NOBODY comes out well from the alleged plot to kidnap Victoria Beckham: not the police, nor the Crown Prosecution Service (CPS) - and certainly not the News of the World.
THE collapse of the Beckham case will almost certainly lead to tougher rules being imposed on the English media, where editors appear to continue to flout the laws enshrining the rights of an accused.
ON A GREY November afternoon last year as a victorious David Beckham left the Old Trafford pitch to raucous applause, his post-match euphoria was cut short when a security guard caught his attention.
THEY melt into any background with a chameleon-like ease, observing, protecting and even sacrificing their own lives to protect their client. And their services are now in more demand than ever before.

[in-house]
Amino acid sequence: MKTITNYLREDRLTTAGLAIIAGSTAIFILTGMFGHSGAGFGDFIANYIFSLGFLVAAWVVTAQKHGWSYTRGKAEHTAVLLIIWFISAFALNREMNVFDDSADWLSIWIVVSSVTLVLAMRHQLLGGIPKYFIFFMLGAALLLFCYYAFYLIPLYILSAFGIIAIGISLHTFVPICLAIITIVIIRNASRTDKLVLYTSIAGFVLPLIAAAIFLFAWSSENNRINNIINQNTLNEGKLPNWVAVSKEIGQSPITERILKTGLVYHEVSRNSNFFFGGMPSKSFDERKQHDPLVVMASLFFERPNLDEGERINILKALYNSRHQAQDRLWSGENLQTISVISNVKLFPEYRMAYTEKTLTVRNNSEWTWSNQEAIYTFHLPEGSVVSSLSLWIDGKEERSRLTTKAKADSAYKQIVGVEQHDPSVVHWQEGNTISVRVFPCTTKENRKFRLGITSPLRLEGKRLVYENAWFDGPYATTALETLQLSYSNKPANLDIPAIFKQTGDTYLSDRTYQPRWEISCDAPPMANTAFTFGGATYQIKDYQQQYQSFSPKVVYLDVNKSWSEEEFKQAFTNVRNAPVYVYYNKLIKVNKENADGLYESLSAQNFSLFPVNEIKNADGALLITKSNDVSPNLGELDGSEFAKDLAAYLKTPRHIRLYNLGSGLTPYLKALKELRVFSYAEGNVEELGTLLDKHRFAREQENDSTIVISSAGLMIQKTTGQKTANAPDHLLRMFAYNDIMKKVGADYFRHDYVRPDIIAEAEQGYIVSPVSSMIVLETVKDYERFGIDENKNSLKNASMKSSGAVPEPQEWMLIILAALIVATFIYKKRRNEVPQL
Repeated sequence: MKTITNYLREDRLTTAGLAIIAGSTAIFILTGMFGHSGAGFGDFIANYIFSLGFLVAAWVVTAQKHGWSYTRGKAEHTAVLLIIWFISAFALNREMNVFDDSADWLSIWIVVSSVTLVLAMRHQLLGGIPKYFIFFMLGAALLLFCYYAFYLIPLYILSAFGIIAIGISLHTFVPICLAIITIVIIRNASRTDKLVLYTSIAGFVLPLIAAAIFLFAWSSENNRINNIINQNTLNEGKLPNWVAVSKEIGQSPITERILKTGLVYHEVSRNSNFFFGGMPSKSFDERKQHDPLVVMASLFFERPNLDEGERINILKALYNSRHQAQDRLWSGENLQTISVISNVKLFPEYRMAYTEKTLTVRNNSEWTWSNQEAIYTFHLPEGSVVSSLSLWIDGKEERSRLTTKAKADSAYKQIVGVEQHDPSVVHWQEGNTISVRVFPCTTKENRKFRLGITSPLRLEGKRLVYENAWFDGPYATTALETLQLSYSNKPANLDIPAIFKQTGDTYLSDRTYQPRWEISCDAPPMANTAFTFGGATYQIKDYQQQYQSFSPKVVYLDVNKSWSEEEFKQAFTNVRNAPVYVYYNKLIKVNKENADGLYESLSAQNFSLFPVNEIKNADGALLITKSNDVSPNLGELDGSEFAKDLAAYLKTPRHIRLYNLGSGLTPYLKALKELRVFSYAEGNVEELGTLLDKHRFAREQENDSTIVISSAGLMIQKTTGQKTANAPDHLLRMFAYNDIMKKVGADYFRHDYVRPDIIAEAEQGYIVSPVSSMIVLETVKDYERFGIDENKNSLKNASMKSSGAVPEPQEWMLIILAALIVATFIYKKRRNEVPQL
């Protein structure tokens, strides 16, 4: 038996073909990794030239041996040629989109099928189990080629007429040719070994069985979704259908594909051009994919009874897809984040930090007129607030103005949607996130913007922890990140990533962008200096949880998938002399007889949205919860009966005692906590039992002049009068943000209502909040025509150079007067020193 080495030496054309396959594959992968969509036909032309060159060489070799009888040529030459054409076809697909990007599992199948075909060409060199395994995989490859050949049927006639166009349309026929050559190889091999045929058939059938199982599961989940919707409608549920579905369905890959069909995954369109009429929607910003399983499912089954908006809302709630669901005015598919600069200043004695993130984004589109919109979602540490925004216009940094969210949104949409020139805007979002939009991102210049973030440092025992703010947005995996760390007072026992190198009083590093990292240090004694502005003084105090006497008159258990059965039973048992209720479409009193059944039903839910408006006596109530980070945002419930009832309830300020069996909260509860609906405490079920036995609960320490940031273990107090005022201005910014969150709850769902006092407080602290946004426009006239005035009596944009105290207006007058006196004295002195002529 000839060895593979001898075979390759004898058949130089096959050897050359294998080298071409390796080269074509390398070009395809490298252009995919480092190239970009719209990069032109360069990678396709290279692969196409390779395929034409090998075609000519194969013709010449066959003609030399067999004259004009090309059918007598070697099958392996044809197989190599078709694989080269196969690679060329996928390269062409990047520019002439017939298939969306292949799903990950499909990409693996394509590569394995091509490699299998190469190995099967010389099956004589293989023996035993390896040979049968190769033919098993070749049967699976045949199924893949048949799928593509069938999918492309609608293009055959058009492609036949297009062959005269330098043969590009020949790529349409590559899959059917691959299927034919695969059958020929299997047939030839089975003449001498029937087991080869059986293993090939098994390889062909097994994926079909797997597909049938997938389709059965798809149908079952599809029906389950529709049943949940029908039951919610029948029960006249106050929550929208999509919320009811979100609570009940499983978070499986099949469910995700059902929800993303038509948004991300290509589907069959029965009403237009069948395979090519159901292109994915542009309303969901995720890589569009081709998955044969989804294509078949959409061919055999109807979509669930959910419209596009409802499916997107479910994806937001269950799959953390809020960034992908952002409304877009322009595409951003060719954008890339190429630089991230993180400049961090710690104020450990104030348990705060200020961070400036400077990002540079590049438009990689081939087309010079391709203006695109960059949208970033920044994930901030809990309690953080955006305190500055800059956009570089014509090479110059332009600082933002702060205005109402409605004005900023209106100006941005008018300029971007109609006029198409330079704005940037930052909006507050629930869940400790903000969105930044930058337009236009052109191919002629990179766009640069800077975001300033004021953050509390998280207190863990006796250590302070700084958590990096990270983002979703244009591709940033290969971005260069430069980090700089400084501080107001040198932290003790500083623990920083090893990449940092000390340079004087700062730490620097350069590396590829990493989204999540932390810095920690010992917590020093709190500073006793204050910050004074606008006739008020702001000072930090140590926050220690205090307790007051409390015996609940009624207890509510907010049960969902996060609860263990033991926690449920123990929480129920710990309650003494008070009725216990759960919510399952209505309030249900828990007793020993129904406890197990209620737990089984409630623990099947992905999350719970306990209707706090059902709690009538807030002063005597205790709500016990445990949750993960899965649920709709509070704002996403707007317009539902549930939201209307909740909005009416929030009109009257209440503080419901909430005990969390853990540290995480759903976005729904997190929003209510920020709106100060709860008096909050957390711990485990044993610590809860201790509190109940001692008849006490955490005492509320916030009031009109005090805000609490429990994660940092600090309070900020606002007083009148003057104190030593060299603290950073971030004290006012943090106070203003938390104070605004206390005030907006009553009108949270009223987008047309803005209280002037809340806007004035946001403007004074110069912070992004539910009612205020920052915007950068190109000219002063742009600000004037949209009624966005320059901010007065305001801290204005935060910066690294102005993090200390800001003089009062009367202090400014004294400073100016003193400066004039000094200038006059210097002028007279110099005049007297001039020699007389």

FIVE Eastern Europeans under investigation for allegedly plotting to kidnap Victoria Beckham were remanded in custody yesterday after they appeared in court on charges of stealing a £60,000 turban from Sotheby’s auction house.
VICTORIA Beckham sat in the stand at Old Trafford on Saturday, just one of 67,000 faces watching Manchester United’s Premiership match against Southampton. But in the stadium known as the "Theatre of Dreams", she was less concerned with her husband’s performance on the pitch and more with the nightmare of a planned kidnapping.